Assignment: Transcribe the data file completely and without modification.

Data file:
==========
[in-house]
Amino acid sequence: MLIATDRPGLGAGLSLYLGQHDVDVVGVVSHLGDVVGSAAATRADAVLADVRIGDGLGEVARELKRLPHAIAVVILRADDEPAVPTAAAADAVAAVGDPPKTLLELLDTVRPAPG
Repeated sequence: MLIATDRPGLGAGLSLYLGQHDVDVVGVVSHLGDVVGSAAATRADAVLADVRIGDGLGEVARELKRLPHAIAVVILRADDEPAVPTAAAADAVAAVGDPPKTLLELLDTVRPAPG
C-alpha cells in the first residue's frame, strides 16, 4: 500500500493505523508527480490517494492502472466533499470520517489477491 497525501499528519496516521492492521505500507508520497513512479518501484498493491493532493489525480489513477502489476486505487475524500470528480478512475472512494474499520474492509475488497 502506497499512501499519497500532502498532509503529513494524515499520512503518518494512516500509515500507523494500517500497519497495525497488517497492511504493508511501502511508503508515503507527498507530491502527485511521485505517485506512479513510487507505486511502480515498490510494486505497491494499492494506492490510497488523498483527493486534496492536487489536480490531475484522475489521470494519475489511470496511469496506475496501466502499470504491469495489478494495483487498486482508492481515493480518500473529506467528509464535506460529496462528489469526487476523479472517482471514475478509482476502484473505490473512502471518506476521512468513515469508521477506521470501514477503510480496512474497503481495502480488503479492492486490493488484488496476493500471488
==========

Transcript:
[in-house]
Amino acid sequence: MLIATDRPGLGAGLSLYLGQHDVDVVGVVSHLGDVVGSAAATRADAVLADVRIGDGLGEVARELKRLPHAIAVVILRADDEPAVPTAAAADAVAAVGDPPKTLLELLDTVRPAPG
Repeated sequence: MLIATDRPGLGAGLSLYLGQHDVDVVGVVSHLGDVVGSAAATRADAVLADVRIGDGLGEVARELKRLPHAIAVVILRADDEPAVPTAAAADAVAAVGDPPKTLLELLDTVRPAPG
C-alpha cells in the first residue's frame, strides 16, 4: 500500500493505523508527480490517494492502472466533499470520517489477491 497525501499528519496516521492492521505500507508520497513512479518501484498493491493532493489525480489513477502489476486505487475524500470528480478512475472512494474499520474492509475488497 502506497499512501499519497500532502498532509503529513494524515499520512503518518494512516500509515500507523494500517500497519497495525497488517497492511504493508511501502511508503508515503507527498507530491502527485511521485505517485506512479513510487507505486511502480515498490510494486505497491494499492494506492490510497488523498483527493486534496492536487489536480490531475484522475489521470494519475489511470496511469496506475496501466502499470504491469495489478494495483487498486482508492481515493480518500473529506467528509464535506460529496462528489469526487476523479472517482471514475478509482476502484473505490473512502471518506476521512468513515469508521477506521470501514477503510480496512474497503481495502480488503479492492486490493488484488496476493500471488